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Buddha Yodfa Chulaloke

King Rama I memorial, Bangkok

Buddha Yodfa Chulaloke or Rama I the Great, was king of Thailand from 1782 to 1809.

He was born in Ayutthaya on March 20 1737 as son of Phra Aksorn Sundara Smiantra, a noble man in the Ayutthaya kingdom. His birth name was Thong Duang. After getting education in a Buddhist temple, his father sent him to serve as a page for the later king Utumporn. There he met his friend Sin, the later king Taksin. After the fall of Ayutthaya he joined Taksin's army, and was known as Chao Phraya Chakri. The name Buddha Yodfa Chulaloke was given posthumously by king Nangklao (Rama III).

While Taksin's general, he conquered Vientiane in 1778/79, putting the country under vassalage, and removing its Emerald Buddha to Thonburi. In 1782, when Taksin was declared mad after a coup d'etat and was later executed, he assumed power, establishing the Chakri dynasty. He was crowned on April 6; the date is now a public holiday in Thailand.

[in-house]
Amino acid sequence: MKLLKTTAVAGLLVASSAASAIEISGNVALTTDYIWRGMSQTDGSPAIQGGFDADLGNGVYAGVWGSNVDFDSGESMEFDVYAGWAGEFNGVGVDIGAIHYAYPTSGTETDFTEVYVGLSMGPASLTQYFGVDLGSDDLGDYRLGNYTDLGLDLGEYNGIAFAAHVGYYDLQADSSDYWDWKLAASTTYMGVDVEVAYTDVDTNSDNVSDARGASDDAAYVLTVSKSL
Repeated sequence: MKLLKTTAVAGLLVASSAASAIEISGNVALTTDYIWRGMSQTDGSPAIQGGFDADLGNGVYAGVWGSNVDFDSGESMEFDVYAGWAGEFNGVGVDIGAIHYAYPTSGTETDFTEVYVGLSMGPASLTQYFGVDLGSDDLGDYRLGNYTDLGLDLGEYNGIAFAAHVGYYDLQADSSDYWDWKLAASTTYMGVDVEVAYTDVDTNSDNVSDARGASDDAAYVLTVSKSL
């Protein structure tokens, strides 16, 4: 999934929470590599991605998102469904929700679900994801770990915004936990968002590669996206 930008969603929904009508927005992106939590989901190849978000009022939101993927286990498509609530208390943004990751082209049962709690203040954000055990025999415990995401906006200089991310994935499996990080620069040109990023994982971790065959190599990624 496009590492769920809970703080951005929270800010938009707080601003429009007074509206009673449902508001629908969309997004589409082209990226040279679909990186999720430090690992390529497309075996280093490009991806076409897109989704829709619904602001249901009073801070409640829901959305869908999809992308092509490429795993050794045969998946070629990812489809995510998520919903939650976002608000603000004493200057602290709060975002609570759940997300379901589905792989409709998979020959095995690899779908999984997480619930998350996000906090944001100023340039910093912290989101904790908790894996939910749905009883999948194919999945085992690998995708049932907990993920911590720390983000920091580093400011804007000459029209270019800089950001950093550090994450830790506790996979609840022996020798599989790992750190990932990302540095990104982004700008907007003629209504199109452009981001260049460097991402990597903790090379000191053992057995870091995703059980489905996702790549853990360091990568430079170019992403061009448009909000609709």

King Rama I continued Taksin's task of saving the newly reunited country from attack by Burma, but he also reestablished the traditions of the country by salvaging Buddhist texts lost in the chaos after the sacking of Ayutthaya. He also built the new capital Bangkok and in his palace the Wat Phra Kaew to house the Emerald Buddha, and created a new code of laws, the Book of three seals. As literature was his passion he also wrote a Thai version of the Ramayana epos called Ramakian.

He died on September 7 1809, and was succeeded by his son prince Isarasundorn, King Buddha Loetla Nabhalai (Rama II).